Extreme E, the revolutionary electric off-road racing series, has revealed its Legacy Programme plans in Saudi Arabia, confirming it will support turtle conservation along the Red Sea coastline in association with Ba’a Foundation, an organisation that focusses on conserving the environment through initiatives entailing preserving endangered species, natural habitats and historical sites.
Alejandro Agag, Founder and CEO of Extreme E, said: “I’m really pleased Extreme E can support this crucial legacy initiative in Saudi Arabia. This series is of course about thrilling racing, but we are also shining a spotlight on climate and environmental crisis’ happening all over the world and trying to make a lasting difference.
“The Red Sea is home to some of the most diverse ecosystems in the world and we have worked closely with the Ba’a Foundation to identify this important project based around endangered sea turtle conservation; a truly worthy and exciting initiative that will start receiving our support immediately.”
Extreme E will support the protection of the endangered Green turtle and the critically endangered Hawksbill turtle, which are under threat for a variety of reasons including:
- Entanglement in fishing gear
- Illegal trade of eggs, which are considered a delicacy in some countries, and turtleshells
- Coastal development including building on nesting beaches
- Plastic debris
- Climate change causing rising sand temperatures, creating a gender ratio skew as turtle gender is determined by the temperature; the higher the temperature, the more likely the turtle is to be female, as well as rising sea levels which can erode nesting beaches and flood nesting sites, killing the eggs
One of the nesting places the project focusses on is Ras Baridi, located 50 kilometres north of Yanbu city in Saudi Arabia. Ras Baridi is a major nesting site of Red Sea and Indian Ocean significance. Sea turtles are born and return about 30 years later to reproduce, and then around every five years subsequently.
Unfortunately, due to the damage to the beach, created by rising sea level and increased beach erosion, the turtles return to find that they cannot climb the cliff left by beach erosion, or when they do, perish when falling off in returning to the water after nesting. Or it may be that their nest has flooded due to rising sea level relative to that at the time of their birth, over three decades ago. In 2019, there was a 90 per cent mortality of eggs due to flooding of the nests in high water seas.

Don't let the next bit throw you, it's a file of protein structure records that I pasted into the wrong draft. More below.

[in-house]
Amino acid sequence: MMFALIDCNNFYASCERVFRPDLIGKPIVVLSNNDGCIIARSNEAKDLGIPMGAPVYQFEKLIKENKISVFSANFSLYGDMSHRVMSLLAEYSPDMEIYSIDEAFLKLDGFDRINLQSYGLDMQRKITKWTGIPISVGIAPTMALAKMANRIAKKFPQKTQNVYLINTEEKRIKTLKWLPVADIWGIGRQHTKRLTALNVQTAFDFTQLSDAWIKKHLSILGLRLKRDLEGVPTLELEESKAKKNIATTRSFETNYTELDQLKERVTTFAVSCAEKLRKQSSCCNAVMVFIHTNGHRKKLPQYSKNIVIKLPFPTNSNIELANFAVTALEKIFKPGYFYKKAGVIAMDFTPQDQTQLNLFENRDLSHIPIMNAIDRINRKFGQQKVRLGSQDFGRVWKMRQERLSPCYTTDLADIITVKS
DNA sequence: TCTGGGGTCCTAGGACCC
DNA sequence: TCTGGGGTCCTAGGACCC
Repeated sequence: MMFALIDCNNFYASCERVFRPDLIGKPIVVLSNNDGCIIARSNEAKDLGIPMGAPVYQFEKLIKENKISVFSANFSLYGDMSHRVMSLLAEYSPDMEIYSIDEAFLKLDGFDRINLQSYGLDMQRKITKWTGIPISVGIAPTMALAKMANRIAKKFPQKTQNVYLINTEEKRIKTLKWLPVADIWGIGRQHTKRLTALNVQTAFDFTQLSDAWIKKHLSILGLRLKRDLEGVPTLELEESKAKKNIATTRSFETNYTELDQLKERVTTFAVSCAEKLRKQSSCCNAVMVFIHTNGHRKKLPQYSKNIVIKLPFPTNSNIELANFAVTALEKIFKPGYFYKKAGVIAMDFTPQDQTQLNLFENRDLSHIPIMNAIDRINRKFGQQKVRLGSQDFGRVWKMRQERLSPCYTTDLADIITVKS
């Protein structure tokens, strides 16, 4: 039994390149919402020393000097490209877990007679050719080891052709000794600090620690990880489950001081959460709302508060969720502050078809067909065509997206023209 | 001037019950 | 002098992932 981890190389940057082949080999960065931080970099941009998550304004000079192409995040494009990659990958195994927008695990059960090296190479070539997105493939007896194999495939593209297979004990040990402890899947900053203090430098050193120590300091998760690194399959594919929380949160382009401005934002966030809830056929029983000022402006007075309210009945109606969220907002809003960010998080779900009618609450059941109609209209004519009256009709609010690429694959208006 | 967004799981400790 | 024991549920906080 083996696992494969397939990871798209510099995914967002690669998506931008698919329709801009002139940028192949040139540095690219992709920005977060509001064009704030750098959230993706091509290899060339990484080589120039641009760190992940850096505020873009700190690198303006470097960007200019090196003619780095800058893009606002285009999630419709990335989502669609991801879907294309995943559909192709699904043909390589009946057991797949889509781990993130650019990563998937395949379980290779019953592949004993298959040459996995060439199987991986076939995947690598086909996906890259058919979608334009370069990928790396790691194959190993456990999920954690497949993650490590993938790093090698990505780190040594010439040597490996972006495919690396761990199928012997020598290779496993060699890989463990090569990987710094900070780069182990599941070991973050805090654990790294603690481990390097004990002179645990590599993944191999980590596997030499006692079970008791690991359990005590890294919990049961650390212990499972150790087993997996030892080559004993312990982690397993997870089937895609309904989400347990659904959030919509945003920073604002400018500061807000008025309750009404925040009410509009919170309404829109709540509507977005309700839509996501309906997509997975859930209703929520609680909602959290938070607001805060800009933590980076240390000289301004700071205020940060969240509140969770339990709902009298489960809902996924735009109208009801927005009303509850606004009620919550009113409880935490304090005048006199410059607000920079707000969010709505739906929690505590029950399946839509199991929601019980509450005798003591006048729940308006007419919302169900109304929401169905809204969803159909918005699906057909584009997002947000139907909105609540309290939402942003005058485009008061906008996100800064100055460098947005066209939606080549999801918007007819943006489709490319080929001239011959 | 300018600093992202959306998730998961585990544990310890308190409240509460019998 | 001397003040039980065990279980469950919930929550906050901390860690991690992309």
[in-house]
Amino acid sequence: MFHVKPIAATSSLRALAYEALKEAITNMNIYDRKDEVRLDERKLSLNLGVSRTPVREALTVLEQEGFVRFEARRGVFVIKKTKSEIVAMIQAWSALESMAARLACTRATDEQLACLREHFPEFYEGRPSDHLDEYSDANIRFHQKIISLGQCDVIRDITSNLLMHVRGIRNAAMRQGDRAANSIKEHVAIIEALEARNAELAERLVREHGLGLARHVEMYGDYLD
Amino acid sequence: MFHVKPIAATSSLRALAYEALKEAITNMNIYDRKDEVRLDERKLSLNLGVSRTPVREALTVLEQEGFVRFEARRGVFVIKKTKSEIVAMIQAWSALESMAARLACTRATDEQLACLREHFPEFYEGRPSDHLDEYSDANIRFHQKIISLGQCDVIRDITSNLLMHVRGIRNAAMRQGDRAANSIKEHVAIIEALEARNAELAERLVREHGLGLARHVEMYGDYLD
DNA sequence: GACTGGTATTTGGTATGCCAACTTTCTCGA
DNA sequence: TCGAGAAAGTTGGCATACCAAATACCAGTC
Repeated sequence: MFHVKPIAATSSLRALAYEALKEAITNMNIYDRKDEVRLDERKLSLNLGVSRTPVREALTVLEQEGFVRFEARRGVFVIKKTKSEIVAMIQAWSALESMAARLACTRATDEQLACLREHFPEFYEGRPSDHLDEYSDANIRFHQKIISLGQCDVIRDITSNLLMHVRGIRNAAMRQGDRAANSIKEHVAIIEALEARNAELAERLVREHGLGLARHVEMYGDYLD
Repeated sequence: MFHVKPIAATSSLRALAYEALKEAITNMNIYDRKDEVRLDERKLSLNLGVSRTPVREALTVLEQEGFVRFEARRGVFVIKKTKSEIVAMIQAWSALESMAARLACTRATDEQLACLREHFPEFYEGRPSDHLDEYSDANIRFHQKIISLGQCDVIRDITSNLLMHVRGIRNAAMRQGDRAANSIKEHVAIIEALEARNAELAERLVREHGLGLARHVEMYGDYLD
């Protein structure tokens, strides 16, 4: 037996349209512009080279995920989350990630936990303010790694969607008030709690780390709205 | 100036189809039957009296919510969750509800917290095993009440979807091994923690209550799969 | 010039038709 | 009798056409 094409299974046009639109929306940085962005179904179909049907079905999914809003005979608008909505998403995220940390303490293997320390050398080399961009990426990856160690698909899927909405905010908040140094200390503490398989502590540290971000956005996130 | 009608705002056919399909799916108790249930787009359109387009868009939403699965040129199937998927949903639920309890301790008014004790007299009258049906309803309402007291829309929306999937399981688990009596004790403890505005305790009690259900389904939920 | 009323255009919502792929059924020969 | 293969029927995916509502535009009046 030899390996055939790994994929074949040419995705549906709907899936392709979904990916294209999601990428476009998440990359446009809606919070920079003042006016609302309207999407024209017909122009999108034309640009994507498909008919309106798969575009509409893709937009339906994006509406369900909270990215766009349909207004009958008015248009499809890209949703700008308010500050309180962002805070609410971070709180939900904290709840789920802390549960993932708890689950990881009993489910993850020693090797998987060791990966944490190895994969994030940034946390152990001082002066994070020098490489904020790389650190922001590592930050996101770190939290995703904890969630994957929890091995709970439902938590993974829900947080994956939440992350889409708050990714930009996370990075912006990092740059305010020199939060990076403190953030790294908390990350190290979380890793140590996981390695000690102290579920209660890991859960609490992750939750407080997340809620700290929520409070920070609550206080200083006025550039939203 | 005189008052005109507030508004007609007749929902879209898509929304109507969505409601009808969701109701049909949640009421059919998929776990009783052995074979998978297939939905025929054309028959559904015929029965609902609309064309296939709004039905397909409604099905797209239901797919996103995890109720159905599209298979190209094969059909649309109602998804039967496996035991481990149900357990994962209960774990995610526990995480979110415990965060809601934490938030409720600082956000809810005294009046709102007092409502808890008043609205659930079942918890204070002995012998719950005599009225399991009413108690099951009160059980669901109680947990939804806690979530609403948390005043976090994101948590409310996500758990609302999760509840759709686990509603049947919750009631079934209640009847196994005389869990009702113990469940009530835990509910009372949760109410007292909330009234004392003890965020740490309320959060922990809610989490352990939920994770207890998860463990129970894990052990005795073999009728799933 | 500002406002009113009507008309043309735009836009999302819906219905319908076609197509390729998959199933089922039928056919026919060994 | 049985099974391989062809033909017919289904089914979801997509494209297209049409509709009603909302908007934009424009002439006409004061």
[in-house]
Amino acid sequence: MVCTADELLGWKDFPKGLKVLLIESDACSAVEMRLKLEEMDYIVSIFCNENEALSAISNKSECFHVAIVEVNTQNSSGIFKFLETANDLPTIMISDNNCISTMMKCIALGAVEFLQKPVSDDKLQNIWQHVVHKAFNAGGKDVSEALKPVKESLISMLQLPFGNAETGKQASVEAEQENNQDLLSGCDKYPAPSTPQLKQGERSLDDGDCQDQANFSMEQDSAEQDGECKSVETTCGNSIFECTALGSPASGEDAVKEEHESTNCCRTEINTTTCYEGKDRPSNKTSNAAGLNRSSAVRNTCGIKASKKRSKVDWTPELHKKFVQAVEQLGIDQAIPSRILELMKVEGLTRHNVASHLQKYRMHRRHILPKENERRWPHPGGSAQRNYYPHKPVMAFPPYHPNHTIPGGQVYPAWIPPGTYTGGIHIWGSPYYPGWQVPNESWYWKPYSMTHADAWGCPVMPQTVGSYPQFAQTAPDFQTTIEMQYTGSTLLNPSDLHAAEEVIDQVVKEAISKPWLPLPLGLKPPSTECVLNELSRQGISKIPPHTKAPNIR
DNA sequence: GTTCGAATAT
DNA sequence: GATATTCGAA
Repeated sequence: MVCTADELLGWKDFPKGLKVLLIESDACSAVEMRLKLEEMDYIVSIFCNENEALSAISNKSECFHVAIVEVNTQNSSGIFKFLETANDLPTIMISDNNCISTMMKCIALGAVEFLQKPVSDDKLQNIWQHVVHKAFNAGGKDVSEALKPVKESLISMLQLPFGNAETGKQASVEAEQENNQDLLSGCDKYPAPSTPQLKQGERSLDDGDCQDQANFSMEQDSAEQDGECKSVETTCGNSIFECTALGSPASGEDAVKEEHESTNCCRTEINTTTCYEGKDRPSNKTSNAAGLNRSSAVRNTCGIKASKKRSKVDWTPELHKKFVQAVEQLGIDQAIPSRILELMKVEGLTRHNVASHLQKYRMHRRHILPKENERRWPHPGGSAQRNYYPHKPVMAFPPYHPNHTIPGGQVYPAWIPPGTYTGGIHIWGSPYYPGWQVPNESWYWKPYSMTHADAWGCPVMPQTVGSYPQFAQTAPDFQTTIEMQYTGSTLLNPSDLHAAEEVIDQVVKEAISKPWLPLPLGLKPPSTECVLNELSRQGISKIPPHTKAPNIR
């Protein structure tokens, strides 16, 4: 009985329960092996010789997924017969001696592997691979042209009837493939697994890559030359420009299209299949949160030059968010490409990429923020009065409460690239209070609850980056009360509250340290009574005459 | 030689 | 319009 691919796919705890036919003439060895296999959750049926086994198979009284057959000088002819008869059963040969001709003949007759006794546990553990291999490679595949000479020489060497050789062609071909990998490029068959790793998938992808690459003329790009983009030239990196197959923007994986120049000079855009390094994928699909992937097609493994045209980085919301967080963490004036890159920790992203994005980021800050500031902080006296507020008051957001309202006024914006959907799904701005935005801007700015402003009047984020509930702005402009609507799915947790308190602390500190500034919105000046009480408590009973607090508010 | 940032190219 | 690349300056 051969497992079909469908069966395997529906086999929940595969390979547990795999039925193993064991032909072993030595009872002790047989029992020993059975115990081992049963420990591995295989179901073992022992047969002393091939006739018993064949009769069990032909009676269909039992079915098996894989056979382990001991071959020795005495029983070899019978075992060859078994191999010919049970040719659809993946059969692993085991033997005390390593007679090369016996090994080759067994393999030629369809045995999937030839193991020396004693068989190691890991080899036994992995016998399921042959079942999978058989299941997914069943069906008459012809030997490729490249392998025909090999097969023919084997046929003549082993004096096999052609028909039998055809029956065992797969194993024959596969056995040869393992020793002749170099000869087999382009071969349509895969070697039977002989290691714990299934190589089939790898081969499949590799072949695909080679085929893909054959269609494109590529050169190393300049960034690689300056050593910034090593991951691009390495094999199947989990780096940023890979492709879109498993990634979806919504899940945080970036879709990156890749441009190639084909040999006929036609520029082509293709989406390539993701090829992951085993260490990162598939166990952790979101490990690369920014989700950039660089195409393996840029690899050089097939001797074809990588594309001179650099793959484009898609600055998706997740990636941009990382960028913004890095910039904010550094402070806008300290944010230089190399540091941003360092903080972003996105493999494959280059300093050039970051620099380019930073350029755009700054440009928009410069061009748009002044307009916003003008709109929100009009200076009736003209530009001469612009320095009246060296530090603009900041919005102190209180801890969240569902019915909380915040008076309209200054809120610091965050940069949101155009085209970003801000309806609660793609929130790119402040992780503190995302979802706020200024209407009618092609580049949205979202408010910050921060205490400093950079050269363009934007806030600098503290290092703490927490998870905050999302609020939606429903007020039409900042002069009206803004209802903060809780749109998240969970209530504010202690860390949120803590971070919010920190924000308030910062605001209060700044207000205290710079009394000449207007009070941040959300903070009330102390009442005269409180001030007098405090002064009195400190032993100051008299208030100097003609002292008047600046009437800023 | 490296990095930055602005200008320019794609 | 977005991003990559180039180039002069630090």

These problems were detected in a research project led by Prof. Carlos M. Duarte, Distinguished Professor at King Abdullagh University of Science and Technology and recently appointed member of Extreme E’s Scientific Committee, and brought to the attention of the Ba’a Foundation.
Extreme E will be supporting the turtle conservation through beach fencing, beach management and monitoring, careful nest relocation and, ultimately, improvements such as raising the level of the beaches to a suitable height with imported sand for turtle nesting and successful egg hatching, as well as education.
Bader Alrabiah, Executive Director at Ba’a Foundation said: “We are delighted to collaborate with Extreme E on this exciting project which demonstrates our commitment to Kingdom values in embracing the future while also preserving our culture and protecting our environment.
“Saudi Arabia is home to both a very young population which is eager for world class events and sporting activities. However, it also has a natural habitat for some of the most beautiful and rare species such as the endangered turtles we are trying to protect through this unique and creative initiative. This initiative is part of a full program at Ba’a Foundation to conserve marine life in both Saudi coasts - Red Sea and Arabian Gulf”.
Jamie Chadwick, Veloce Racing driver added: “The Legacy Programmes are integral to the series and myself and the Veloce Racing team are wholeheartedly supportive and committed to playing our part. We are fully embracing this Legacy Programme in Saudi Arabia and we look forward to seeing the positive results.
“It’s been great speaking to the scientists and learning more about the issues in this region. I just hope that our learnings and our actions really help to make a tangible difference. Whilst we are here to race and win, we are also here to help facilitate and communicate vital changes that need to be made. We need to do this together; we need to drive change.”
Extreme E, a brand new electric motorsport, will start racing in Saudi Arabia on 3 April 2021. The series will visit five locations – Saudi Arabia, Senegal, Greenland, Brazil and Patagonia, all representing a different environment – desert, coastal, arctic, rainforest and glacier. Each have been impacted by environmental issues such as climate change, and Extreme E aims is to leave a long-lasting positive impact and inspire change through the power of sport and the promotion of clean energy transport solutions, which help reduce the effects of climate change.